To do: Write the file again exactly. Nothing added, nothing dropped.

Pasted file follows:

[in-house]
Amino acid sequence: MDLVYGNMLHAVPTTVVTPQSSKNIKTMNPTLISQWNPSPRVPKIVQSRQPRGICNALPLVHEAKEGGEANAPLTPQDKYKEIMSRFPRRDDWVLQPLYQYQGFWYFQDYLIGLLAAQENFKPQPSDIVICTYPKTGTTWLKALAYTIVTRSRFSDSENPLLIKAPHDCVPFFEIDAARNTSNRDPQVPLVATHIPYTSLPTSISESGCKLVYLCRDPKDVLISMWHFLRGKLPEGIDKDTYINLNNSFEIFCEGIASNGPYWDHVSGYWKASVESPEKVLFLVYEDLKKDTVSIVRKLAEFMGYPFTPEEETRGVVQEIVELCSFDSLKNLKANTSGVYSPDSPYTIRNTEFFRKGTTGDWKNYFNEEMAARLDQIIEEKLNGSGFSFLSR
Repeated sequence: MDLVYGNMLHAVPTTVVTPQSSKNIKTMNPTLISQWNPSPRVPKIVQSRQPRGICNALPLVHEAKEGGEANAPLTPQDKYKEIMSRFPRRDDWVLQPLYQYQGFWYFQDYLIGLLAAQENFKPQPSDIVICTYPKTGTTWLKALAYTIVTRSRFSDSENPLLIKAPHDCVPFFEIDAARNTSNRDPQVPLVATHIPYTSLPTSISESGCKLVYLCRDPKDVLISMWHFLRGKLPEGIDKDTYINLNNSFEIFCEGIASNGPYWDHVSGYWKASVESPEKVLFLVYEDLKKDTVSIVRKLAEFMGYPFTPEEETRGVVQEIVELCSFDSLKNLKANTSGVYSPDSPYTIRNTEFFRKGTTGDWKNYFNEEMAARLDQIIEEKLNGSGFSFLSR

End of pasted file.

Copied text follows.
[in-house]
Amino acid sequence: MDLVYGNMLHAVPTTVVTPQSSKNIKTMNPTLISQWNPSPRVPKIVQSRQPRGICNALPLVHEAKEGGEANAPLTPQDKYKEIMSRFPRRDDWVLQPLYQYQGFWYFQDYLIGLLAAQENFKPQPSDIVICTYPKTGTTWLKALAYTIVTRSRFSDSENPLLIKAPHDCVPFFEIDAARNTSNRDPQVPLVATHIPYTSLPTSISESGCKLVYLCRDPKDVLISMWHFLRGKLPEGIDKDTYINLNNSFEIFCEGIASNGPYWDHVSGYWKASVESPEKVLFLVYEDLKKDTVSIVRKLAEFMGYPFTPEEETRGVVQEIVELCSFDSLKNLKANTSGVYSPDSPYTIRNTEFFRKGTTGDWKNYFNEEMAARLDQIIEEKLNGSGFSFLSR
Repeated sequence: MDLVYGNMLHAVPTTVVTPQSSKNIKTMNPTLISQWNPSPRVPKIVQSRQPRGICNALPLVHEAKEGGEANAPLTPQDKYKEIMSRFPRRDDWVLQPLYQYQGFWYFQDYLIGLLAAQENFKPQPSDIVICTYPKTGTTWLKALAYTIVTRSRFSDSENPLLIKAPHDCVPFFEIDAARNTSNRDPQVPLVATHIPYTSLPTSISESGCKLVYLCRDPKDVLISMWHFLRGKLPEGIDKDTYINLNNSFEIFCEGIASNGPYWDHVSGYWKASVESPEKVLFLVYEDLKKDTVSIVRKLAEFMGYPFTPEEETRGVVQEIVELCSFDSLKNLKANTSGVYSPDSPYTIRNTEFFRKGTTGDWKNYFNEEMAARLDQIIEEKLNGSGFSFLSR